On the other hand, despite its huge investment of high-profile diplomatic capital, the U.S. couldn’t get its way either. Perhaps it failed because the General Assembly votes were taken by secret ballots, so U.S. threats had less resonance. Perhaps it failed because in 2006 Latin America is the center of a rising bloc of progressive governments ready to challenge U.S. economic and political strategies, and with the political and economic clout to do so safely. But whatever the reason, the U.S. defeat was a far cry from the most famous example of U.S. pressure at the UN, the so-called “Yemen precedent,” still spoken of in whispers throughout UN headquarters. In that instance, during the November 1990 U.S. effort to win unanimous Security Council support for its resolution endorsing war against Iraq, U.S. bribes and threats had won a large majority of support in the Council. (Even China, which had long threatened to veto the resolution, was bribed into abstaining rather than using a veto.) But two countries voted no–Cuba, which opposed the war on principle, and Yemen, the sole Arab country on the Council. No sooner had the Yemeni ambassador put down his hand after voting against the resolution, the U.S. ambassador was at his side saying “that will be the most expensive ‘no’ vote you ever cast.” The remark was picked up on an open UN radio microphone, and broadcast throughout the building and ultimately around the world. So three days later, when the U.S. cut its entire aid budget to Yemen, the world took notice.
So far the score was 1½, for the U.S. domination, only ½ a point for UN independence.
Next came the moment to appoint a new head of the World Food Program, one of the most vital of the UN’s emergency assistance agencies. The WFP director is, by tradition, an American. (The same tradition holds true for UNICEF, the UN’s children’s agency.) The appointment would be made by out-going Secretary-General Kofi Annan, but with consultation and approval of his successor, Ban Ki-Moon. It was a moment to express at least a hint of independence. But instead, the U.S. preference carried the day, and the selection went to Josette Shiner, the nominee of the Bush administration. Shiner is a former editor of the right-wing Washington Times, owned by Unification Church founder Sun Myung Moon, and was a long-time member of the church itself. Perhaps more relevant, Shiner is currently the U.S. Undersecretary of State for Economic, Business and Agricultural Affairs. What she knows about global hunger and feeding starving people appears to be nothing; the slick pamphlet produced by the State Department to push her candidacy focuses on her management skills. U.S. business interests as well as ideology appear to be the key bases for the nomination. Shiner’s appointment was not unlike that of Ann Venemen, the current director of UNICEF, who came to the position directly from her post as Secretary of Agriculture in the Bush administration. In both instances, supporting U.S. agricultural interests (just where will WFP and UNICEF be most likely to buy sorghum and wheat for high-protein emergency rations?) trumped the knowledge of how to feed hungry children.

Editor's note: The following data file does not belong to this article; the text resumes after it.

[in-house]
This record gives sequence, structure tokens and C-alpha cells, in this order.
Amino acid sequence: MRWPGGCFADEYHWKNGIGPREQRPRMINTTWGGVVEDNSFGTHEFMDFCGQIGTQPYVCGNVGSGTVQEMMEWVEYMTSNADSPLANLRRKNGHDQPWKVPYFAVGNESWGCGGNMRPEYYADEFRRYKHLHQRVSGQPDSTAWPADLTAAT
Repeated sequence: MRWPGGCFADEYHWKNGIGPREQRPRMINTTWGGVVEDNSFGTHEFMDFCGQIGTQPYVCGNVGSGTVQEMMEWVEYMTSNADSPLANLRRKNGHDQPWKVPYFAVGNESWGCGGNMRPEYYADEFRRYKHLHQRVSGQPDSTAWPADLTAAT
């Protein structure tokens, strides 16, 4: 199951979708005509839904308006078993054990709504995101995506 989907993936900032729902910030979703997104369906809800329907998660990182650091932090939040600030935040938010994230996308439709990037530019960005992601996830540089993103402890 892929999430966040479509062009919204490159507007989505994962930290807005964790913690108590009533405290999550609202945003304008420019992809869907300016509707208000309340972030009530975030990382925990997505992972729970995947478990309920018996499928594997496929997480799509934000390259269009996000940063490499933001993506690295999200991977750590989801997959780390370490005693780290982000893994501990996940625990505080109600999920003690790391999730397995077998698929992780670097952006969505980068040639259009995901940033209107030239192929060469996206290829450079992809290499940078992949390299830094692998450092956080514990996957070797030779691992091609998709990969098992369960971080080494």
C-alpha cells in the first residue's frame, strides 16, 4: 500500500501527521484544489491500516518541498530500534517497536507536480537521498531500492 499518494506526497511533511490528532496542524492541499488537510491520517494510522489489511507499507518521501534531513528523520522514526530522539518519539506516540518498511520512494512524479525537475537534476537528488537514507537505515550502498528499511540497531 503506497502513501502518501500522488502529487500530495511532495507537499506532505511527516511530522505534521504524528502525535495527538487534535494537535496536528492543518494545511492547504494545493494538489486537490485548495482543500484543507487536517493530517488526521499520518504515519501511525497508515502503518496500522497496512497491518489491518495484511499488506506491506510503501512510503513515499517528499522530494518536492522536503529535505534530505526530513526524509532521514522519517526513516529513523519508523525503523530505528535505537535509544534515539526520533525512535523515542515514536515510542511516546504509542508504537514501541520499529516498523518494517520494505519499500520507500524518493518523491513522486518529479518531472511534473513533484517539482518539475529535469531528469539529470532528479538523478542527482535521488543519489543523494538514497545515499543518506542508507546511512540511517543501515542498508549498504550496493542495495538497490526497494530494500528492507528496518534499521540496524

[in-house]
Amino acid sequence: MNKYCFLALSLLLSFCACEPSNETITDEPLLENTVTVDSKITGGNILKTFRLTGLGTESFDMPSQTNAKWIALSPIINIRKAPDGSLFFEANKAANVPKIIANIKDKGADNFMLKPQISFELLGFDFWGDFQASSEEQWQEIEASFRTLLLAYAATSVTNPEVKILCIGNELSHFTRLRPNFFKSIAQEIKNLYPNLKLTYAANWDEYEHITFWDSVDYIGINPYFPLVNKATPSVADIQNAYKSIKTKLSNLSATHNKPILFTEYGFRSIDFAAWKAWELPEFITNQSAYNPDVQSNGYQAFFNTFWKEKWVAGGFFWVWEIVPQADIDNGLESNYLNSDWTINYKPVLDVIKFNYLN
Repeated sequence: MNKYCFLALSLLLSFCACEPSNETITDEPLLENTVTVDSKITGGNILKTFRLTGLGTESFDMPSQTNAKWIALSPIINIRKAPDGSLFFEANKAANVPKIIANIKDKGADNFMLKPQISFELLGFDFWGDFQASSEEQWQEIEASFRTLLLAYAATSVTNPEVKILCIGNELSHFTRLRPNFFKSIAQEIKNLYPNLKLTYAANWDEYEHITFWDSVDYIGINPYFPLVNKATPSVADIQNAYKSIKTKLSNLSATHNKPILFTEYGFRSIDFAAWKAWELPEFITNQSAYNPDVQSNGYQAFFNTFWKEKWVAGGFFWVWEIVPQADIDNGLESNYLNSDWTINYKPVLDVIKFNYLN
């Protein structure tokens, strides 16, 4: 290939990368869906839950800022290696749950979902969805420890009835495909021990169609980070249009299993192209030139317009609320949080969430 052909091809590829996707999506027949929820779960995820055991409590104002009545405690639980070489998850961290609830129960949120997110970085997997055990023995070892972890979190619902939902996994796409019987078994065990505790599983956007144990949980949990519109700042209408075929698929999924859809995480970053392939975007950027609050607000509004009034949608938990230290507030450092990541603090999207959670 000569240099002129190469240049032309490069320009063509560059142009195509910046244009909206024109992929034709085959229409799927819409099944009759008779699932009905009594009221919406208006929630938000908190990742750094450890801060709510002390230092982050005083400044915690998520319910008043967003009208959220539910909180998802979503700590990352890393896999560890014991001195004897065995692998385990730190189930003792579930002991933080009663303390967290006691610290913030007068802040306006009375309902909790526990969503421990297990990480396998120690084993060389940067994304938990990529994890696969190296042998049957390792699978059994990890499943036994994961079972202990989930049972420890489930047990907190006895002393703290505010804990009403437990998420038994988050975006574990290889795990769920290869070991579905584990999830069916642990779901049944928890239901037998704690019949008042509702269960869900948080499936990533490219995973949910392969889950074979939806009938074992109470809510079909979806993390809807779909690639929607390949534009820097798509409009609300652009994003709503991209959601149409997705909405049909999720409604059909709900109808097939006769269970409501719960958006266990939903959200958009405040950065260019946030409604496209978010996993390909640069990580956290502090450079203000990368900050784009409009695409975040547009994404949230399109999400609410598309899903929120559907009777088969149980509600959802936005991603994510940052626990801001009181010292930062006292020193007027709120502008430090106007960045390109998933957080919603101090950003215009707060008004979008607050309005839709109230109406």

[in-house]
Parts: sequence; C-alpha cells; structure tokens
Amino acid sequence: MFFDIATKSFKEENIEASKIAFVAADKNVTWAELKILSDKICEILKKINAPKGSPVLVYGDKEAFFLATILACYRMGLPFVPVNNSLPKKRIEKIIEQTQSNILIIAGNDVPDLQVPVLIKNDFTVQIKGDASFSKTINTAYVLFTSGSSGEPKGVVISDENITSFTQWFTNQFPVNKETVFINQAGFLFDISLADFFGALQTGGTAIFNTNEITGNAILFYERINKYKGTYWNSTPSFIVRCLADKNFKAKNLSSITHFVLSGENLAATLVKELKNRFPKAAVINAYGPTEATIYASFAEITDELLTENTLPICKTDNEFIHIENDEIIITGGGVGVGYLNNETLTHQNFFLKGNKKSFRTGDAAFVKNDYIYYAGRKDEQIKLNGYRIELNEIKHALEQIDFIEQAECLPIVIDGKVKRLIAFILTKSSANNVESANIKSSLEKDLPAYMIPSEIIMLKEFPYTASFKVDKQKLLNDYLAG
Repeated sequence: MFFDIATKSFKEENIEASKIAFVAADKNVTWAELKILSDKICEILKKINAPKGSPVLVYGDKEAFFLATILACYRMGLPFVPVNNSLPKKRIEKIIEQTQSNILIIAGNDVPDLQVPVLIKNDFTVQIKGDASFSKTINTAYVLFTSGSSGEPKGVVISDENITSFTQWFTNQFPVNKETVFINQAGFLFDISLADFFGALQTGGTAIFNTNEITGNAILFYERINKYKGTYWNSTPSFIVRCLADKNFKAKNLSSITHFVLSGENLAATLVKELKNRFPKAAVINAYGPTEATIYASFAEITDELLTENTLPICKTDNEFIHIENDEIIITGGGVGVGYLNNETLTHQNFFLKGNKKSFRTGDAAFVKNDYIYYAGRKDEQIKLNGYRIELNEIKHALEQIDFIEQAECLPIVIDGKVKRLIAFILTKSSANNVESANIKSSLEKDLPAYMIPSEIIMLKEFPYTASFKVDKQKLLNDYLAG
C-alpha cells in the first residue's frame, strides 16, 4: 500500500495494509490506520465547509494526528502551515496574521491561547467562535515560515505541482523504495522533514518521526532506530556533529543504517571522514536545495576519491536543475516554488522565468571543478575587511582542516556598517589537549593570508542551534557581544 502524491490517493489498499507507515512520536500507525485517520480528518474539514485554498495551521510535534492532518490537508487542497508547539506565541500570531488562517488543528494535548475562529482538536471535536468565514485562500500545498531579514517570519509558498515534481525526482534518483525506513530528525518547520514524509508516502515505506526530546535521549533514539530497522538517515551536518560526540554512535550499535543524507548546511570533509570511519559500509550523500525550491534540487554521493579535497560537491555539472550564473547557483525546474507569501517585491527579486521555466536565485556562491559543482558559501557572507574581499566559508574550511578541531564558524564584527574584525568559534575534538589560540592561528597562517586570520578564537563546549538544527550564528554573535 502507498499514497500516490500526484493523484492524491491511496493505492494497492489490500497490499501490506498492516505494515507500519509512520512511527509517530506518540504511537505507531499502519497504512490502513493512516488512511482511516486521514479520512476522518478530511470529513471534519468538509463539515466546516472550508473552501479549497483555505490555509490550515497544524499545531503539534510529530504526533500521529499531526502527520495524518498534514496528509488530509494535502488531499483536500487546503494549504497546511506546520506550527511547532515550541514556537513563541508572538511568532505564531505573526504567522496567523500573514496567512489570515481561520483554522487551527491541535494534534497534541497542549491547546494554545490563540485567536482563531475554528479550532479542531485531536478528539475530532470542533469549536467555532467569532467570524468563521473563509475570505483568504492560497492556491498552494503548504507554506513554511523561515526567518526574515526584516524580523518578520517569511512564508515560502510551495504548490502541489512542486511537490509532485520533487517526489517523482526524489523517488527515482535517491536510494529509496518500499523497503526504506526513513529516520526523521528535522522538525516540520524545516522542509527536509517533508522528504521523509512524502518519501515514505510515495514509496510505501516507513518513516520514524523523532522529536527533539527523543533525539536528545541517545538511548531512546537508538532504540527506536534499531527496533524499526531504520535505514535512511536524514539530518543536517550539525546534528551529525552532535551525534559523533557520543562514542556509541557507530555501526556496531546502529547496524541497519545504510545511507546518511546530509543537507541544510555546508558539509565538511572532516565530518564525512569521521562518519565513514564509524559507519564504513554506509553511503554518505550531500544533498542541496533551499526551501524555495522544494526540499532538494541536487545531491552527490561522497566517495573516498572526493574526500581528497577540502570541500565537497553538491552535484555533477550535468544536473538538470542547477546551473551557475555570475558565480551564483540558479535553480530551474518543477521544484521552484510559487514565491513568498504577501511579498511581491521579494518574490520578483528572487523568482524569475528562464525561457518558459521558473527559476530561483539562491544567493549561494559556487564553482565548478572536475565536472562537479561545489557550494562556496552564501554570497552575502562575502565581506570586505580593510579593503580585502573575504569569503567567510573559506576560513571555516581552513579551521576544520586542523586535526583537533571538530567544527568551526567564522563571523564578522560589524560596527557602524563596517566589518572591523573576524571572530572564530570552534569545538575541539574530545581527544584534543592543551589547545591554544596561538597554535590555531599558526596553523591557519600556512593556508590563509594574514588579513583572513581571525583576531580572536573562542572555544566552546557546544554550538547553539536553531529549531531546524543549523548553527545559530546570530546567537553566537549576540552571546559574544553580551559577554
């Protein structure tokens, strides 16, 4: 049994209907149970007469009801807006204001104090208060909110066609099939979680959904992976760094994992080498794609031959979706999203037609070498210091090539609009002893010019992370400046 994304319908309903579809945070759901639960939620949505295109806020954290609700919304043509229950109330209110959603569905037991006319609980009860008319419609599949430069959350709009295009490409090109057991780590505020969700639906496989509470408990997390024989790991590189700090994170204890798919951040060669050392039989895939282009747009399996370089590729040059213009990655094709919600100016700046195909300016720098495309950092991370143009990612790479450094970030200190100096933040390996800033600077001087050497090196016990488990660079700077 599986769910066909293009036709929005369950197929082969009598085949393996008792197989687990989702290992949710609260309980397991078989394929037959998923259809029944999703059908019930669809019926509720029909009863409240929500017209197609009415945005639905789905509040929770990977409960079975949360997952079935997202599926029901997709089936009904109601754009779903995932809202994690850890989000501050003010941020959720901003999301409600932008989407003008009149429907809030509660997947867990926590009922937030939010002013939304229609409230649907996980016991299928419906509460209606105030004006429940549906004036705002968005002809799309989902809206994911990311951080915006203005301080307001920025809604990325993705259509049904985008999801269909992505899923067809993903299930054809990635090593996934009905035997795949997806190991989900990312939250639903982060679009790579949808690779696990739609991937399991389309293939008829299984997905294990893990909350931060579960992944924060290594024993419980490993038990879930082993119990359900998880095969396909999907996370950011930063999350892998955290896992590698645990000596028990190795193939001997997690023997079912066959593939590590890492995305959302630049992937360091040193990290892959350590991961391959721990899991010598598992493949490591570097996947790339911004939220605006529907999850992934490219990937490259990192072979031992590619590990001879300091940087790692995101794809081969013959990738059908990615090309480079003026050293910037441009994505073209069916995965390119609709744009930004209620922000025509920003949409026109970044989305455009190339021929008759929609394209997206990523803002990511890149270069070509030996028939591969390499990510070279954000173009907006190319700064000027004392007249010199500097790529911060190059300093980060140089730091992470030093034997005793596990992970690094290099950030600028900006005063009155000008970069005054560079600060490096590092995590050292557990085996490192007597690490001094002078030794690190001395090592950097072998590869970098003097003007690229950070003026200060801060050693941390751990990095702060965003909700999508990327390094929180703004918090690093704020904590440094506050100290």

Score one for Washington.
Perhaps looking to catch up, Secretary-General Annan moved to reassert UN power in his leading role at the international global warming conference last week in Nairobi. He berated world leaders, singling out most major industrialized countries for special scorn. Political leaders who continue to resist the massive changes that will be required, Annan went on, are “out of step, out of arguments and out of time.” Score one for the United Nations.
It is still possible for the UN to reclaim its independence, and with it, the global support of the world’s people, something now endangered by the perception of the UN giving in to Washington’s pressure. It is still possible for the incoming Secretary-general Ban Ki Moon to claim the global role of defender of the UN Charter, international law and multilateralism, and to speak out against U.S. domination. It is still possible for the General Assembly to answer Washington’s most recent Security Council veto, once again of a resolution designed to hold Israel accountable for its illegal actions in the Gaza artillery attack that left 19 people dead, including 7 children and 6 women, by passing its own resolution condemning the assault and calling for international protection for Palestinians in Gaza.
It is still possible. But with the score at 2 ½ to 1½, time is running out for the UN–especially the secretary-general and the General Assembly–to return to the role of a global challenger to U.S. unilateralism and militarism. The last time the UN played its Charter-mandated role of working to stop “the scourge of war” was in the run-up to the 2003 U.S. war on Iraq, when the Security Council refused to endorse the invasion, the General Assembly condemned it, and eventually the secretary general called it illegal. The UN then was part of the massive mobilization in which “the world said no to war.”
It wasn’t enough, ultimately, to prevent the invasion, but it did deny the Bush administration what it so desperately sought: international legitimacy. It’s not too late for the United Nations to reclaim that role.